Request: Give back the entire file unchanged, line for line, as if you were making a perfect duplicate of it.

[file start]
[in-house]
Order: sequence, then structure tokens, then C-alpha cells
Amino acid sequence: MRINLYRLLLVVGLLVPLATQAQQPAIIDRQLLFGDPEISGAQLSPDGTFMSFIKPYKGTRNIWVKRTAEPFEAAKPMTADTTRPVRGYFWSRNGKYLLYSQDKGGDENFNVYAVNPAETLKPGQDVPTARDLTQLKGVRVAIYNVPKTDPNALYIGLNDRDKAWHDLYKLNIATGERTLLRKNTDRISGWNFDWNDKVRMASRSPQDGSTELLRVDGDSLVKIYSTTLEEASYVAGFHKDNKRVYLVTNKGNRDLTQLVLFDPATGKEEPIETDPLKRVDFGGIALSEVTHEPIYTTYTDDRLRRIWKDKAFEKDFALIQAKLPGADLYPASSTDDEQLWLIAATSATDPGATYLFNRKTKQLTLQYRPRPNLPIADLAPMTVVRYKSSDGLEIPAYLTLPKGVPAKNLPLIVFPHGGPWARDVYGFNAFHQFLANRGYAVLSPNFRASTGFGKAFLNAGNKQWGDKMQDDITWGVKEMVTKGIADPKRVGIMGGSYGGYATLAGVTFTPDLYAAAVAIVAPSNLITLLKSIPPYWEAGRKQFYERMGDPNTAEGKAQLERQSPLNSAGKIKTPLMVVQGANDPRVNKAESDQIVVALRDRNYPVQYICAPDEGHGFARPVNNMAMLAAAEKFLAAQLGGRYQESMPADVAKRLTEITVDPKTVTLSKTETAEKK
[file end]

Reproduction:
[in-house]
Order: sequence, then structure tokens, then C-alpha cells
Amino acid sequence: MRINLYRLLLVVGLLVPLATQAQQPAIIDRQLLFGDPEISGAQLSPDGTFMSFIKPYKGTRNIWVKRTAEPFEAAKPMTADTTRPVRGYFWSRNGKYLLYSQDKGGDENFNVYAVNPAETLKPGQDVPTARDLTQLKGVRVAIYNVPKTDPNALYIGLNDRDKAWHDLYKLNIATGERTLLRKNTDRISGWNFDWNDKVRMASRSPQDGSTELLRVDGDSLVKIYSTTLEEASYVAGFHKDNKRVYLVTNKGNRDLTQLVLFDPATGKEEPIETDPLKRVDFGGIALSEVTHEPIYTTYTDDRLRRIWKDKAFEKDFALIQAKLPGADLYPASSTDDEQLWLIAATSATDPGATYLFNRKTKQLTLQYRPRPNLPIADLAPMTVVRYKSSDGLEIPAYLTLPKGVPAKNLPLIVFPHGGPWARDVYGFNAFHQFLANRGYAVLSPNFRASTGFGKAFLNAGNKQWGDKMQDDITWGVKEMVTKGIADPKRVGIMGGSYGGYATLAGVTFTPDLYAAAVAIVAPSNLITLLKSIPPYWEAGRKQFYERMGDPNTAEGKAQLERQSPLNSAGKIKTPLMVVQGANDPRVNKAESDQIVVALRDRNYPVQYICAPDEGHGFARPVNNMAMLAAAEKFLAAQLGGRYQESMPADVAKRLTEITVDPKTVTLSKTETAEKK